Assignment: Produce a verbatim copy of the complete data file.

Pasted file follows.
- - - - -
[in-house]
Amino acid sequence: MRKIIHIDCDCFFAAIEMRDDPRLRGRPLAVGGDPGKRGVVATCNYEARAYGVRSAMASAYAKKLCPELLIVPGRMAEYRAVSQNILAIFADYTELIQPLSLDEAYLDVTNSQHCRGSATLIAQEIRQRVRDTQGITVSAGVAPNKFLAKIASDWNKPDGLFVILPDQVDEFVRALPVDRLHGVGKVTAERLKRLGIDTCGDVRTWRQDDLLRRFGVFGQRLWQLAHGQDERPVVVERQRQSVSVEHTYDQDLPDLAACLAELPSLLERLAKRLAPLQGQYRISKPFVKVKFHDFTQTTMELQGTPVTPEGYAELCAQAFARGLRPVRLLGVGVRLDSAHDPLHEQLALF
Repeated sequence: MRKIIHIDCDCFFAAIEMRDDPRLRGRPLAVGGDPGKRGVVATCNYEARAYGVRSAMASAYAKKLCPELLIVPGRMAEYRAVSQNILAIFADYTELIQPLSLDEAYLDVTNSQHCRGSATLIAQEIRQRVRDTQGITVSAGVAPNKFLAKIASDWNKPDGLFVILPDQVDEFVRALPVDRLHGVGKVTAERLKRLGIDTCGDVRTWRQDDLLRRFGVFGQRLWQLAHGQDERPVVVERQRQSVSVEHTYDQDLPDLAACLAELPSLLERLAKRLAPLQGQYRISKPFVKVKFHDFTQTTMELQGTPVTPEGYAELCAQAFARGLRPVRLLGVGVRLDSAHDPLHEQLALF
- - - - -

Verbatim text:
[in-house]
Amino acid sequence: MRKIIHIDCDCFFAAIEMRDDPRLRGRPLAVGGDPGKRGVVATCNYEARAYGVRSAMASAYAKKLCPELLIVPGRMAEYRAVSQNILAIFADYTELIQPLSLDEAYLDVTNSQHCRGSATLIAQEIRQRVRDTQGITVSAGVAPNKFLAKIASDWNKPDGLFVILPDQVDEFVRALPVDRLHGVGKVTAERLKRLGIDTCGDVRTWRQDDLLRRFGVFGQRLWQLAHGQDERPVVVERQRQSVSVEHTYDQDLPDLAACLAELPSLLERLAKRLAPLQGQYRISKPFVKVKFHDFTQTTMELQGTPVTPEGYAELCAQAFARGLRPVRLLGVGVRLDSAHDPLHEQLALF
Repeated sequence: MRKIIHIDCDCFFAAIEMRDDPRLRGRPLAVGGDPGKRGVVATCNYEARAYGVRSAMASAYAKKLCPELLIVPGRMAEYRAVSQNILAIFADYTELIQPLSLDEAYLDVTNSQHCRGSATLIAQEIRQRVRDTQGITVSAGVAPNKFLAKIASDWNKPDGLFVILPDQVDEFVRALPVDRLHGVGKVTAERLKRLGIDTCGDVRTWRQDDLLRRFGVFGQRLWQLAHGQDERPVVVERQRQSVSVEHTYDQDLPDLAACLAELPSLLERLAKRLAPLQGQYRISKPFVKVKFHDFTQTTMELQGTPVTPEGYAELCAQAFARGLRPVRLLGVGVRLDSAHDPLHEQLALF